Lost Gustav Klimt painting fetches €30m at auction

The long-lost painting by Austrian artist Gustav Klimt, “Portrait of Fräulein Lieser,” resurfaced in a private collection and sold for €30 million at an auction in Vienna, per theguardian.com

Painted in 1917, the portrait remained missing for a century until its rediscovery by the Viennese auction house im Kinsky. The sudden reappearance of the unfinished artwork, along with its mysterious backstory, sparked considerable interest in the art world.

Before its auction, the painting was displayed at im Kinsky, attracting around 15,000 visitors. Although it sold for the lower end of its €30 million to €50 million valuation, it fell short of the record-breaking £74 million achieved by another late-period Klimt portrait, “Dame mit Fächer (Lady with a Fan),” in London last June.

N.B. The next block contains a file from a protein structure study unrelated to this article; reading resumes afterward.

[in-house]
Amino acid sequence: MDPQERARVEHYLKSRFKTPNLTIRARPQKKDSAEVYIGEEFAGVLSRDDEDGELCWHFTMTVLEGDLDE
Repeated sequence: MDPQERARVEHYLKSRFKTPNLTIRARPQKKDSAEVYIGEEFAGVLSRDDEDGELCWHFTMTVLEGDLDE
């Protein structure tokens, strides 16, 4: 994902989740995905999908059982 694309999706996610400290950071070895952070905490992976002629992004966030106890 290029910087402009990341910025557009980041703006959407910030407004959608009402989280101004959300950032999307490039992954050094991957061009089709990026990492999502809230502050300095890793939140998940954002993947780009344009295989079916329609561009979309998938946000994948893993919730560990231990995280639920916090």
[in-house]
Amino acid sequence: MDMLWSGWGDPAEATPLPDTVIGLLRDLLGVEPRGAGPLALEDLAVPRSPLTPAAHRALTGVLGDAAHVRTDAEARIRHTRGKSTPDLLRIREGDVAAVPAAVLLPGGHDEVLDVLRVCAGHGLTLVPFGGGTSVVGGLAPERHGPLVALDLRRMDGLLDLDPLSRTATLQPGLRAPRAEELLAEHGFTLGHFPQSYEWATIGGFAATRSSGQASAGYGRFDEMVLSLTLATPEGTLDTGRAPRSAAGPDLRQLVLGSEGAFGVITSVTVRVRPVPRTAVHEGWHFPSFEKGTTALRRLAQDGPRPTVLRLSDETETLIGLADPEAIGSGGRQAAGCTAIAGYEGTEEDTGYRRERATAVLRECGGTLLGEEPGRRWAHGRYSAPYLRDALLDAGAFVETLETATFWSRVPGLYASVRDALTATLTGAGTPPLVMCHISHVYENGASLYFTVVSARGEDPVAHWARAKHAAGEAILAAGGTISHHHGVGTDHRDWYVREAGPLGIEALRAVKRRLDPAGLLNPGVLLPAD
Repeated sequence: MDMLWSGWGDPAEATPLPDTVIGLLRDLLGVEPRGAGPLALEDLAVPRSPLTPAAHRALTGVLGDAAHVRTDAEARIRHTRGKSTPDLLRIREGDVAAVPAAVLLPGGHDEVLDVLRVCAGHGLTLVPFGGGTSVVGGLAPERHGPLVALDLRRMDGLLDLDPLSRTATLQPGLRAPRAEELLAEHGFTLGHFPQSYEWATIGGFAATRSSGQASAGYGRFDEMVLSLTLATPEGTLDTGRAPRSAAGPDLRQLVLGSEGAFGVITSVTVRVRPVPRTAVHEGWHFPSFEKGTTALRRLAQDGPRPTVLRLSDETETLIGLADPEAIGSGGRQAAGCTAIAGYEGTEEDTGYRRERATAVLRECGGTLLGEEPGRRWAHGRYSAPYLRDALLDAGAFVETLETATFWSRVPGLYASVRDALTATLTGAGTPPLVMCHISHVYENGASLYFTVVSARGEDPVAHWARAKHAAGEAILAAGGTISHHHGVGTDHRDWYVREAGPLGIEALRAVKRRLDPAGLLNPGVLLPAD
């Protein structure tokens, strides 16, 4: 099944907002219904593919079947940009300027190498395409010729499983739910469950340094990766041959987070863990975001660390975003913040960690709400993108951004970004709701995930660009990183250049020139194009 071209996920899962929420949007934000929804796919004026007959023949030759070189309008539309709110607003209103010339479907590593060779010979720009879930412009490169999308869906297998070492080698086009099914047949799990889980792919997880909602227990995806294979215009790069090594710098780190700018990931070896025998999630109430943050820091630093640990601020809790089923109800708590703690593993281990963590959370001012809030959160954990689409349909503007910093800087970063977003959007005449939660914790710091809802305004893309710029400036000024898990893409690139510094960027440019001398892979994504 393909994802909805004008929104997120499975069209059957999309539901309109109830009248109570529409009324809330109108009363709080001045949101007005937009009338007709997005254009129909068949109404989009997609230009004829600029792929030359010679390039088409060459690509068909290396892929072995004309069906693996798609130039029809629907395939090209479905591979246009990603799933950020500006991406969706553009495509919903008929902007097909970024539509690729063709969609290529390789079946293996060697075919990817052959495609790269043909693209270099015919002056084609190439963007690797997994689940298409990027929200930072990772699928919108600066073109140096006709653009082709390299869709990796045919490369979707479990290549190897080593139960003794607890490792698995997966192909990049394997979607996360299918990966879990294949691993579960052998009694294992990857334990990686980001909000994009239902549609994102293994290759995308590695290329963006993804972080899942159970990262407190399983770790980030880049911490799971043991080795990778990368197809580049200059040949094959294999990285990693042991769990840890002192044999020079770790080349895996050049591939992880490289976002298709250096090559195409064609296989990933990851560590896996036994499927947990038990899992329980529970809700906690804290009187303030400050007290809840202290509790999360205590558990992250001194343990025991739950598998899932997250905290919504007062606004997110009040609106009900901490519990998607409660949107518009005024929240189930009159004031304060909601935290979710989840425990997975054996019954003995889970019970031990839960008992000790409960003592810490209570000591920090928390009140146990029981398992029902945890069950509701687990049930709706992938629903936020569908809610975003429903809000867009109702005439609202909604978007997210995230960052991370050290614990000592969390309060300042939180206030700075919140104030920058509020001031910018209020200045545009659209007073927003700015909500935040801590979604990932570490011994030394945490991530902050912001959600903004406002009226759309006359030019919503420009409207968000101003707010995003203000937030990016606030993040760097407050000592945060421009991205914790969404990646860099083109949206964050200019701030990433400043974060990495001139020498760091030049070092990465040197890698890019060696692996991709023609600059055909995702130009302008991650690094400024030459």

However, questions linger about the painting’s subject and its provenance during the Nazi era. Believed to be a commissioned portrait, the identity of the sitter remains uncertain. While some art historians suggest it depicts Margarethe Constance Lieser, daughter of a wealthy Jewish industrialist, im Kinsky proposes it could be one of the daughters of Justus Lieser and his wife, Henriette.

Gustav Klimt’s Portrait of Fräulein Lieser in an auction house/The Guardian

The painting’s journey between 1925 and 1961 is particularly murky, with art historians struggling to trace its ownership during that period. The auction house admitted that the painting’s history during the Nazi era is “unclear,” though it was acquired by the current owner through three successive inheritances in the 1960s.

Despite the sale, the identity of the last Austrian owners before the auction remains undisclosed, adding to the mystery surrounding the painting’s past.


Subscribe to our Newsletter
Stay up-to-date